The majority of Australian commuters are stressed as a result of their daily trips to and from work, university or school and are willing to embrace technology to change their travel experience, according to recent findings from IBM’s Australian Commuter Pain study.

 

Our dependency on cars is driving a growing number of problems for Australia, including traffic congestion, pollution, higher fuel prices and increased driver stress.


 

The survey found that driving a car alone is the main mode of transportation by which most Australians commute to and from work, university or school (63 per cent).

 

This is more common in Perth (70 per cent), Brisbane (69 per cent) and Adelaide (67 per cent) than in Sydney (62 per cent) and Melbourne (58 per cent). In the last three years, 22 per cent of drivers experienced roadway traffic so bad that they turned around and went home.

 

This response to chronic congestion is highest in Sydney (27 per cent) and Brisbane (25 per cent) and lowest in Adelaide (11 per cent) and Perth (11 per cent).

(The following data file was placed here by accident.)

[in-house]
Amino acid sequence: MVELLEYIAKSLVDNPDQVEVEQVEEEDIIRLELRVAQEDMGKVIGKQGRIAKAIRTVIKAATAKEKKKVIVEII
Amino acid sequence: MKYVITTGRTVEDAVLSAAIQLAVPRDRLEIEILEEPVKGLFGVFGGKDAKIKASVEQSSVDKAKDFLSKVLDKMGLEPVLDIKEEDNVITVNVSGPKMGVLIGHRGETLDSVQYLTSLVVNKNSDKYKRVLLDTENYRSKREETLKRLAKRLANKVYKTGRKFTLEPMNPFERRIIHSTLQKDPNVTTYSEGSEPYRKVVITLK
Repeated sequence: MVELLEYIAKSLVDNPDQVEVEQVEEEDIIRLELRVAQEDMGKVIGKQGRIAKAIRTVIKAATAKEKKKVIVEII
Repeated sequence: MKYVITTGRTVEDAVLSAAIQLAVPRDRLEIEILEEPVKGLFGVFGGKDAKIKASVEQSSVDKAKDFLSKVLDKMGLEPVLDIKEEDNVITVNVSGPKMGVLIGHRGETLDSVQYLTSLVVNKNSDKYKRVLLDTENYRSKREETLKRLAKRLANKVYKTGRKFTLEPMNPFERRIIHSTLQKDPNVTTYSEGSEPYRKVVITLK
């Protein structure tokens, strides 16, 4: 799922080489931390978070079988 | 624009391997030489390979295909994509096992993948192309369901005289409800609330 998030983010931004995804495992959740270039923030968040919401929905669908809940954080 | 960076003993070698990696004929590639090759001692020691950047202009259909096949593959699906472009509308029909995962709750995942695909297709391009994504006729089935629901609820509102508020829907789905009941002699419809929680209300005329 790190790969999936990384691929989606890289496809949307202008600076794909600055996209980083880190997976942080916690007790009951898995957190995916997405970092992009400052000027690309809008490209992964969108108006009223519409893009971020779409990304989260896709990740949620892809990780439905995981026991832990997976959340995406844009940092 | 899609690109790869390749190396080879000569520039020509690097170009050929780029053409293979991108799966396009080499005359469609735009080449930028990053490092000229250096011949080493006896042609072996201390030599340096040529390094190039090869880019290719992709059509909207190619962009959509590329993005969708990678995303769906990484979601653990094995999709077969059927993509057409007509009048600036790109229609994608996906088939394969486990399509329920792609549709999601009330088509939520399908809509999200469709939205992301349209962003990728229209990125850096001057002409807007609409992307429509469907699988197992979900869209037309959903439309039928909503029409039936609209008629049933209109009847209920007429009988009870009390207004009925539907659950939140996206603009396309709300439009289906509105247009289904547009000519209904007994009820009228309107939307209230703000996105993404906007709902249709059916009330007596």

“These findings indicate that the daily commute in Australia’s biggest cities is longer and more painful than ever before. It reflects the reality that our transport infrastructure is not keeping pace with continuing economic growth in this country,” said John Hawkins, Smarter Transportation Industry Expert, IBM Australia.

 

“Building more roads is not enough to solve these issues; introducing smarter technology that can provide real-time information to transportation officials and commuters will help reduce commuter stress and ease traffic congestion.”

 

The IBM study also shows that our reliance on cars for commuting severely impacts the nation’s health and stress levels. 41 per cent of drivers believe that traffic has negatively affected their health, and 39 per cent believe it has negatively affected their performance at work or school/university.

 

Sydney commuters are worst off, with 50 per cent of drivers in that city experiencing negative health effects, whilst the least affected are in Adelaide (28 per cent) and Perth (28 per cent).

 

Among those who believe that traffic has negatively affected their health, increased stress (77 per cent) and anger (52 per cent) are the primary symptoms.